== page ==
The Star revealed that explosives stolen from gold mines are been sold on the black market.
About 292 ATM's have been blown up across the country so far this year with 12 cases reported during this week, the report said.
A huge problem existed in the control of explosives, said Johan Burger the head of the criminal justice programme at the Institute for Security Studies.
"Criminals may have access to other industries but indications are they get their explosives from corrupt officials at mines."
"The bombers represented a sophisticated group who had expertise needed to use explosives," he said.
Burger also said this was evident in the planning and execution of the bombings.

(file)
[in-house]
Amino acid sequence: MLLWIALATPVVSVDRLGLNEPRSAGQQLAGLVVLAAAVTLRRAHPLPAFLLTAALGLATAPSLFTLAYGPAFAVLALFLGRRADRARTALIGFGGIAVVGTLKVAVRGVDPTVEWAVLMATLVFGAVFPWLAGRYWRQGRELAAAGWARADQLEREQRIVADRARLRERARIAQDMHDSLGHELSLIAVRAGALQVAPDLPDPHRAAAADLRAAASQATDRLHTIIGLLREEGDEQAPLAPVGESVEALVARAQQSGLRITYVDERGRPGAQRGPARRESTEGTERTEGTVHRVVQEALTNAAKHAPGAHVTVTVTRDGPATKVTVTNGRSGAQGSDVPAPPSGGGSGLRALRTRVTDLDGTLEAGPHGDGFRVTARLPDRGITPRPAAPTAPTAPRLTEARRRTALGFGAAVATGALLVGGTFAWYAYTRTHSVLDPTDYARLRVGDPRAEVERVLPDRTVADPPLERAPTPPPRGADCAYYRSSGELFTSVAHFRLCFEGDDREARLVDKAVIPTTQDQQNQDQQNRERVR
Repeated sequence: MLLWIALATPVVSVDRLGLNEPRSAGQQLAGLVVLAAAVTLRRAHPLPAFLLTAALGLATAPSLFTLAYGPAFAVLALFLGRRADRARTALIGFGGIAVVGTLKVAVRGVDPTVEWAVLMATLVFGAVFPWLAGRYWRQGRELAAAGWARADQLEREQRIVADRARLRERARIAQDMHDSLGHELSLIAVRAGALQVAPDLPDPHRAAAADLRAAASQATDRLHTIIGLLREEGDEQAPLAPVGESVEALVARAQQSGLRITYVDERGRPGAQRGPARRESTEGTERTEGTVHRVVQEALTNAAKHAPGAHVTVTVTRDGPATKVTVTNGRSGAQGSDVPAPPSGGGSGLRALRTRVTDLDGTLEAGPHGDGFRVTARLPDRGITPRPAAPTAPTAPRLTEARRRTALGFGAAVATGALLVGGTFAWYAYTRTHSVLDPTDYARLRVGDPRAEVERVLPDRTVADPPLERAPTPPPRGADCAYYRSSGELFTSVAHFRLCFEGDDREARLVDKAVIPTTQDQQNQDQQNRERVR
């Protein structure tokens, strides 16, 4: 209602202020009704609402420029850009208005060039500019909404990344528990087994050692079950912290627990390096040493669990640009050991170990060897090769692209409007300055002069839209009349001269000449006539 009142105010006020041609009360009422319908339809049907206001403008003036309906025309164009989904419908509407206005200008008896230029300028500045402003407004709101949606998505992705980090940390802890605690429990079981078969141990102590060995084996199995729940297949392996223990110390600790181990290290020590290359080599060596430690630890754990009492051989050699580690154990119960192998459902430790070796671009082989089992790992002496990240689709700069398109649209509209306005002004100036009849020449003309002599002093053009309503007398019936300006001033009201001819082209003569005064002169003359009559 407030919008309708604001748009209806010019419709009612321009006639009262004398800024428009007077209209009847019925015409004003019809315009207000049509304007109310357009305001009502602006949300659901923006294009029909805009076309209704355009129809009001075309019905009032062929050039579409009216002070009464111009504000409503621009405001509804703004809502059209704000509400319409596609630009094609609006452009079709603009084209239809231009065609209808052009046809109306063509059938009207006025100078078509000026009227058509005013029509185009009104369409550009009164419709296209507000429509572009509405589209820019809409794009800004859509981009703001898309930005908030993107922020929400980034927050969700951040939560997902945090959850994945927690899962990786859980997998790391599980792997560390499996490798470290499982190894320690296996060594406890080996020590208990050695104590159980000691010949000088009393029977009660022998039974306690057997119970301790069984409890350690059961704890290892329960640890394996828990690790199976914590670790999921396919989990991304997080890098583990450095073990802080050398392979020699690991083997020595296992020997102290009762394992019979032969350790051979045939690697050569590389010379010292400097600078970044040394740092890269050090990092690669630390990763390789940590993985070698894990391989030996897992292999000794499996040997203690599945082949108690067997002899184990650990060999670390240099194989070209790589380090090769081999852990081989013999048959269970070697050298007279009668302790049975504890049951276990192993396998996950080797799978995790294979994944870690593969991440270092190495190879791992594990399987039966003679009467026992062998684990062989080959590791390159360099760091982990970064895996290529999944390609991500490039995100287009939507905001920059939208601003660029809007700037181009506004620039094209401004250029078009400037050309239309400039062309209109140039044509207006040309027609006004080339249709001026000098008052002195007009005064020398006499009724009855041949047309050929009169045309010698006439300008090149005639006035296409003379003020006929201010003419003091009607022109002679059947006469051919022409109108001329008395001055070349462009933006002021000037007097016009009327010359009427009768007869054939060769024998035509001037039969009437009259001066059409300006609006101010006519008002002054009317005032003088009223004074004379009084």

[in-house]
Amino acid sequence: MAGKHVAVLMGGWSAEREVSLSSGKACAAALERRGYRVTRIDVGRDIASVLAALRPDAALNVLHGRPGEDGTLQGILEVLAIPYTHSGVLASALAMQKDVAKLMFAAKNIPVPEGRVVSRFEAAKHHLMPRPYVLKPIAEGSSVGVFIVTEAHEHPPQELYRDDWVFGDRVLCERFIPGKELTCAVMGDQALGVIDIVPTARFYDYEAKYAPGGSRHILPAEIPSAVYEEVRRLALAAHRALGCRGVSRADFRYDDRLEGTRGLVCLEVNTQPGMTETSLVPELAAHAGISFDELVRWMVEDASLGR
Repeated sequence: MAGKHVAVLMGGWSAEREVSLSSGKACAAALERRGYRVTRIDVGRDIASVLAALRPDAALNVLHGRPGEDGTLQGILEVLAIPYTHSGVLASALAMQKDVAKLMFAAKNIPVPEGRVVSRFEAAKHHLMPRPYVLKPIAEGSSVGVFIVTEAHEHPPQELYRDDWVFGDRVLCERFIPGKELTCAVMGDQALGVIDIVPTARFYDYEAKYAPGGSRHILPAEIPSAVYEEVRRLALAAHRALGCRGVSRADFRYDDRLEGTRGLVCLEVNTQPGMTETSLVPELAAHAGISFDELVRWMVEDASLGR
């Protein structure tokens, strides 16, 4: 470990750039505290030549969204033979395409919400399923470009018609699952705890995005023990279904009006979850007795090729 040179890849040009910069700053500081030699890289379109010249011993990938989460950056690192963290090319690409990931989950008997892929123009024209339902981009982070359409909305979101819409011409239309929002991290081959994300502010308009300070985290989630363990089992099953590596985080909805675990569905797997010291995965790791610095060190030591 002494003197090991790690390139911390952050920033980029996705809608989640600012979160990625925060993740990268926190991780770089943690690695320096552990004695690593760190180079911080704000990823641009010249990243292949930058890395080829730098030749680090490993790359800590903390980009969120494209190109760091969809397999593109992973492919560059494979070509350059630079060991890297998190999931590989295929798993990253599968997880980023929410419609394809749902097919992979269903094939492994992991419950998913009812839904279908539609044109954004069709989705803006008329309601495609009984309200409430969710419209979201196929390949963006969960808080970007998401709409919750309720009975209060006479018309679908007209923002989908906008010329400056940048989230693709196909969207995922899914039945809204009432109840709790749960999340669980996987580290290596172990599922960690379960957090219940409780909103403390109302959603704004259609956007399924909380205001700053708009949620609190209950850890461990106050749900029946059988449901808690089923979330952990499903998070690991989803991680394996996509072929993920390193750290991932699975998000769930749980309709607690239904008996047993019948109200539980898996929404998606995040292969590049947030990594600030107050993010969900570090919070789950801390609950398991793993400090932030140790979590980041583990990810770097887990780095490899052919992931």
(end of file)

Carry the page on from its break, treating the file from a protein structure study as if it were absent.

"These are from highly trained individuals with firearm training and military background."
The report also said mines across Gauteng are engaging in internal meetings to discuss the leakage of explosives.
Graham Briggs, Harmony Gold's Chief CEO said theft of explosives was very difficult to control.
He said while that while surface security was tight, the area of difficult control was underground.